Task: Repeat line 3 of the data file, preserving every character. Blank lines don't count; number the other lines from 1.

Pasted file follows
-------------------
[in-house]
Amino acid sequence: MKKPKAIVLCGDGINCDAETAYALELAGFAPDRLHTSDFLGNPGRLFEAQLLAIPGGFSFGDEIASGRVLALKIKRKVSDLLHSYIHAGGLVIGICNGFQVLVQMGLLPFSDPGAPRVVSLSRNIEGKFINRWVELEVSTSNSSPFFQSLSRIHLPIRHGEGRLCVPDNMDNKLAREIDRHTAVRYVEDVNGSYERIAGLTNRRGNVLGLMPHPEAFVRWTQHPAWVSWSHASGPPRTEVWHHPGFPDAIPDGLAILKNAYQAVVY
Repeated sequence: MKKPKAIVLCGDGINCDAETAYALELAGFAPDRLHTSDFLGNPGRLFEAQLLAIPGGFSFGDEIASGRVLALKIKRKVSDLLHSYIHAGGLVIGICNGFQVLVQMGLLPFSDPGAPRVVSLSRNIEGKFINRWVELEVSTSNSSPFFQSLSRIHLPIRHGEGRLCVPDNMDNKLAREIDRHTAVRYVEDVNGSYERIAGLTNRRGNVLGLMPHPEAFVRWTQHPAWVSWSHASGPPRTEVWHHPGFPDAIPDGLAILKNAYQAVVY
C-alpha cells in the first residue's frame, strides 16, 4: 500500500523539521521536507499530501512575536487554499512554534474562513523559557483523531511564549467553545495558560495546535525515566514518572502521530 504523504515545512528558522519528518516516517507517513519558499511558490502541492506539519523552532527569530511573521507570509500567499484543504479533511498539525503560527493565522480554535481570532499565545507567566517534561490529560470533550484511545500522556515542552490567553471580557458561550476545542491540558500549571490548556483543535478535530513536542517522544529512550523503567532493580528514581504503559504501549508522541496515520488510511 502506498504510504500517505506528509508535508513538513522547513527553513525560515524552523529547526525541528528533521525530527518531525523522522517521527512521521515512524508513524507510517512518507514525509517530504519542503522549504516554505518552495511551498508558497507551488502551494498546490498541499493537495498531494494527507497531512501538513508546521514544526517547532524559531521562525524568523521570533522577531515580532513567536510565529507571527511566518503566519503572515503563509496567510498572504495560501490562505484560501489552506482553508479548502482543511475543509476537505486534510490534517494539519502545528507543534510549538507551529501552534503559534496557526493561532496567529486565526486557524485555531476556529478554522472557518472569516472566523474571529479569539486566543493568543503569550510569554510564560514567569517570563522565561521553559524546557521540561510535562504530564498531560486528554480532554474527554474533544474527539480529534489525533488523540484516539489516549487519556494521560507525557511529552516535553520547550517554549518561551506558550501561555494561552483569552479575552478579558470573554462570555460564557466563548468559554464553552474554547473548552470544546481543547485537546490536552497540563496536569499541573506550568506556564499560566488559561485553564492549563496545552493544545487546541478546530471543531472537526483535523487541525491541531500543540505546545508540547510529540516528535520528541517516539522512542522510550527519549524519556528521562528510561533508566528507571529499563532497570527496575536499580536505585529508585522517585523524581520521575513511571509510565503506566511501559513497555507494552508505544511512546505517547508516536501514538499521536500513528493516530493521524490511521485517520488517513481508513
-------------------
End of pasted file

Repeated sequence: MKKPKAIVLCGDGINCDAETAYALELAGFAPDRLHTSDFLGNPGRLFEAQLLAIPGGFSFGDEIASGRVLALKIKRKVSDLLHSYIHAGGLVIGICNGFQVLVQMGLLPFSDPGAPRVVSLSRNIEGKFINRWVELEVSTSNSSPFFQSLSRIHLPIRHGEGRLCVPDNMDNKLAREIDRHTAVRYVEDVNGSYERIAGLTNRRGNVLGLMPHPEAFVRWTQHPAWVSWSHASGPPRTEVWHHPGFPDAIPDGLAILKNAYQAVVY